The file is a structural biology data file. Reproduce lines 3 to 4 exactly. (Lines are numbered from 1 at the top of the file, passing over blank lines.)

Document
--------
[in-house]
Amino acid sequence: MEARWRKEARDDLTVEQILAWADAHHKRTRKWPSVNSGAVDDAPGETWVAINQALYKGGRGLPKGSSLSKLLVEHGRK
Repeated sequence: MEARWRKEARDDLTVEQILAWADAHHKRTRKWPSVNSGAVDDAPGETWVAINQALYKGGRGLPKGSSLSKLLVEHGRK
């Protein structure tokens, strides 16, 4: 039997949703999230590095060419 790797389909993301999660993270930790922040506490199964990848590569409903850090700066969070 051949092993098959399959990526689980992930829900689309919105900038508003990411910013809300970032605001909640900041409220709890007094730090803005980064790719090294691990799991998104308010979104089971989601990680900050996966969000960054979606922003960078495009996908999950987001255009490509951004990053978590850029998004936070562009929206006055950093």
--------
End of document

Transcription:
Repeated sequence: MEARWRKEARDDLTVEQILAWADAHHKRTRKWPSVNSGAVDDAPGETWVAINQALYKGGRGLPKGSSLSKLLVEHGRK
């Protein structure tokens, strides 16, 4: 039997949703999230590095060419 790797389909993301999660993270930790922040506490199964990848590569409903850090700066969070 051949092993098959399959990526689980992930829900689309919105900038508003990411910013809300970032605001909640900041409220709890007094730090803005980064790719090294691990799991998104308010979104089971989601990680900050996966969000960054979606922003960078495009996908999950987001255009490509951004990053978590850029998004936070562009929206006055950093």